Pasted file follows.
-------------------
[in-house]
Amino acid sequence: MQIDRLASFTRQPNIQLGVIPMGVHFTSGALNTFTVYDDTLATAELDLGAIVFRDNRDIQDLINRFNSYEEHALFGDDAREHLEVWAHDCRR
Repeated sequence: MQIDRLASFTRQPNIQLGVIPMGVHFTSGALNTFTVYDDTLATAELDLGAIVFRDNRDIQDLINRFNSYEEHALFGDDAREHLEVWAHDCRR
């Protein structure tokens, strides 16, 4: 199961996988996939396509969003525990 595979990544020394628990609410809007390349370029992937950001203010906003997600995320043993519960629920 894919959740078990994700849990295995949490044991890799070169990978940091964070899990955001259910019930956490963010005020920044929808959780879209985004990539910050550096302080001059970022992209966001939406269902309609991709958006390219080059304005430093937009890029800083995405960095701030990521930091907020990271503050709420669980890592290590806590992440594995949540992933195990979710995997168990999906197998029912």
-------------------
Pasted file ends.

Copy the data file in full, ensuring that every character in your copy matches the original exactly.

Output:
[in-house]
Amino acid sequence: MQIDRLASFTRQPNIQLGVIPMGVHFTSGALNTFTVYDDTLATAELDLGAIVFRDNRDIQDLINRFNSYEEHALFGDDAREHLEVWAHDCRR
Repeated sequence: MQIDRLASFTRQPNIQLGVIPMGVHFTSGALNTFTVYDDTLATAELDLGAIVFRDNRDIQDLINRFNSYEEHALFGDDAREHLEVWAHDCRR
């Protein structure tokens, strides 16, 4: 199961996988996939396509969003525990 595979990544020394628990609410809007390349370029992937950001203010906003997600995320043993519960629920 894919959740078990994700849990295995949490044991890799070169990978940091964070899990955001259910019930956490963010005020920044929808959780879209985004990539910050550096302080001059970022992209966001939406269902309609991709958006390219080059304005430093937009890029800083995405960095701030990521930091907020990271503050709420669980890592290590806590992440594995949540992933195990979710995997168990999906197998029912």